Wednesday, May 27, 2020

Socialism and markets

Much ink has been wasted on the supposed conflict between free markets versus central planning, with free markets supposedly being intrinsic to capitalism and central planning intrinsic to socialism. All nonsense. Sadly, too many socialists retain an irrational and unfounded fear of the word market.

In the broadest sense, a market is a system of voluntary transactional exchanges of goods and services using money tokens.

As a general principle, a society should ban voluntary action only in extreme cases where the voluntary action either imposes uncorrectable externalities, such as going without a mask in a pandemic, or is just completely stupid, such as driving without wearing a seat belt. (I tend to libertarianism in the latter case, but that's not a hill I'm willing to die on.)

Any society facing scarcity must have some numerical way of allocating scarce resources. If a society imposes a numerical limit on consumption, it has money: money is the numbers and the limits.

Different jobs have different average desirability, so it makes sense to somehow make undesirable jobs more desirable by allowing workers in undesirable jobs to consume more per hour of work.

"Market socialism" is, therefore, kind of a redundancy. A truly communist society would not have markets, but only because communism presupposes no material scarcity. Under communism, a transactional accounting method for allocating scarce resources, i.e. money, would be superfluous. Whether we might have unlimited material resources in the future, at present we do not yet have them.

A socialist society could ban voluntary transactions, and some societies have. I have no idea whether those bans were good or bad ideas in those societies under their specific historical circumstances. But such a ban is a tool, not an intrinsic characteristic of socialism.

A more critical investigation of capitalist markets, however, gives socialists a better idea of what is essential to socialism.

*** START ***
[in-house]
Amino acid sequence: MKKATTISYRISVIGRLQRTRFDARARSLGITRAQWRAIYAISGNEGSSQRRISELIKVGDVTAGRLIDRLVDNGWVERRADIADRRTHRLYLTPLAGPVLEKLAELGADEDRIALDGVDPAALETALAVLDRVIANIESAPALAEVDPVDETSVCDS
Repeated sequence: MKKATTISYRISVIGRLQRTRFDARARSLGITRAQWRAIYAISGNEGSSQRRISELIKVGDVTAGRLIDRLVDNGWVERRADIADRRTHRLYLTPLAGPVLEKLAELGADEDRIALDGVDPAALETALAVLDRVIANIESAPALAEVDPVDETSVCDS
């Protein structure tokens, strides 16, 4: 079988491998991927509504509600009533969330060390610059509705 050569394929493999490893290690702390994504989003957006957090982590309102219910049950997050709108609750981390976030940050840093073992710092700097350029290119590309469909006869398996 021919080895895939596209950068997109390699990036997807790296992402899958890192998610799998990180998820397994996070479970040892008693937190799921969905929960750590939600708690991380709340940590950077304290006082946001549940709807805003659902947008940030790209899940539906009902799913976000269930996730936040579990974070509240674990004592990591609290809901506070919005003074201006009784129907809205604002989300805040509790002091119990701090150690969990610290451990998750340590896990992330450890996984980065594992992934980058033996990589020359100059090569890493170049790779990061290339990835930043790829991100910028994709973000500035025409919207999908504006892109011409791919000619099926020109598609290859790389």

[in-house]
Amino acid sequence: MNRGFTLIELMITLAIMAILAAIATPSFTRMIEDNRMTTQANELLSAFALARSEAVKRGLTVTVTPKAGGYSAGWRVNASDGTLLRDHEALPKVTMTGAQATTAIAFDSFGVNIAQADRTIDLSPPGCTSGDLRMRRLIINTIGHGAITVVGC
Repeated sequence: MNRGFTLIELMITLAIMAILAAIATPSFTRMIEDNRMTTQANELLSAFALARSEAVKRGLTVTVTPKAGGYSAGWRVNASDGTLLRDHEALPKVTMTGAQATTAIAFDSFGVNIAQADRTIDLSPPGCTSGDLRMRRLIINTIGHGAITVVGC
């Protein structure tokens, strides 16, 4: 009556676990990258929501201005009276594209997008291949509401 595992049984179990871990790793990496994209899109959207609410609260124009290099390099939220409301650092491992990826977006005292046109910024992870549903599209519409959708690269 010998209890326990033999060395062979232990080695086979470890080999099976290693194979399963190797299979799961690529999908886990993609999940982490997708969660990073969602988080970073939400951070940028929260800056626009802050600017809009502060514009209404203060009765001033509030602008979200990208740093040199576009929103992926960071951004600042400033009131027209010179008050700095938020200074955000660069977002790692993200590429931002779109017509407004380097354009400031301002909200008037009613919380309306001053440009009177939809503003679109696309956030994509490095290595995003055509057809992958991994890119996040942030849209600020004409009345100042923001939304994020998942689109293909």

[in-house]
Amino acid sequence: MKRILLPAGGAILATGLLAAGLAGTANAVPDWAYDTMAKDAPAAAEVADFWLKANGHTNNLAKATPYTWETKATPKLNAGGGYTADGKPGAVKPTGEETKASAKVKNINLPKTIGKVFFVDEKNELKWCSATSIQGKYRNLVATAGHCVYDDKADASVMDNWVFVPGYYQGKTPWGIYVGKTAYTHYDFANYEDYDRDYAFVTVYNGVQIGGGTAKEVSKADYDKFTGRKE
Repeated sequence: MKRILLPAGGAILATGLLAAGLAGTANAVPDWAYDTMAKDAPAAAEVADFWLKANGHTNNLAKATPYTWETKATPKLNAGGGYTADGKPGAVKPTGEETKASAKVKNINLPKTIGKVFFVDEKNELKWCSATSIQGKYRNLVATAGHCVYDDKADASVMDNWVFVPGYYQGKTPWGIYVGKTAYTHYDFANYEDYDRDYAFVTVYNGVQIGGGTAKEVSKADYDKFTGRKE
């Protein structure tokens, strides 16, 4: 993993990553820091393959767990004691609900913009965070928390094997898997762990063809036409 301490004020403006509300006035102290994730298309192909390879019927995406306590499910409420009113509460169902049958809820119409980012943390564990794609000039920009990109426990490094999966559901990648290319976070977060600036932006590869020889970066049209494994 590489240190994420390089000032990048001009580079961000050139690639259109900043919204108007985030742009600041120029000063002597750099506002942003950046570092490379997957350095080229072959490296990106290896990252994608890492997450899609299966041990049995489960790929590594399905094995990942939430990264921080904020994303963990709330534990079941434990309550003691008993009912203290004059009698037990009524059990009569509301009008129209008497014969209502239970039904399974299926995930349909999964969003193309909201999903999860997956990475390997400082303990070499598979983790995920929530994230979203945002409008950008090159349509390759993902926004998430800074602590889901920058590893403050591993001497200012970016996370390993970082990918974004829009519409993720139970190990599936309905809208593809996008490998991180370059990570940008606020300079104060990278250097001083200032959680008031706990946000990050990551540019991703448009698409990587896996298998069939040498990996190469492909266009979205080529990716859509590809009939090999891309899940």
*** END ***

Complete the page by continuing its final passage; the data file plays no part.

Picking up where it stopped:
First, capitalist markets are not always voluntary. If I must pay rent or freeze to death, the "choice" to pay rent is not voluntary. If I must kiss my boss's ass to keep my job so I can pay my rent and not freeze to death, the "choice" to kiss my boss's ass is not voluntary. Nature does coerce us — we must eat to live — but we can eliminate nature's coercion only with science and engineering, not with law or social construction.

Second, capitalism really does require markets (however involuntary) in everything. We can carve out exceptions, and the exceptions work in practice, but capitalists always offer unrelenting indefatigable opposition to any exceptions to markets. Capitalists exercise power using involuntary capitalist markets; any exceptions diminish their power.

Third, and most important, the driving force behind capitalist markets is the profit motive: each household must do whatever it takes to increase its flow of money tokens, without limit. Capitalist markets are about accumulating power, not the efficient allocation of scarce resources. Just because Elon Musk has accumulated a metric assload of money tokens does not mean that firing a Tesla into space is an efficient use of scarce resources. (I mean, maybe it was, but we can't tell just because Musk had enough money tokens to do so.)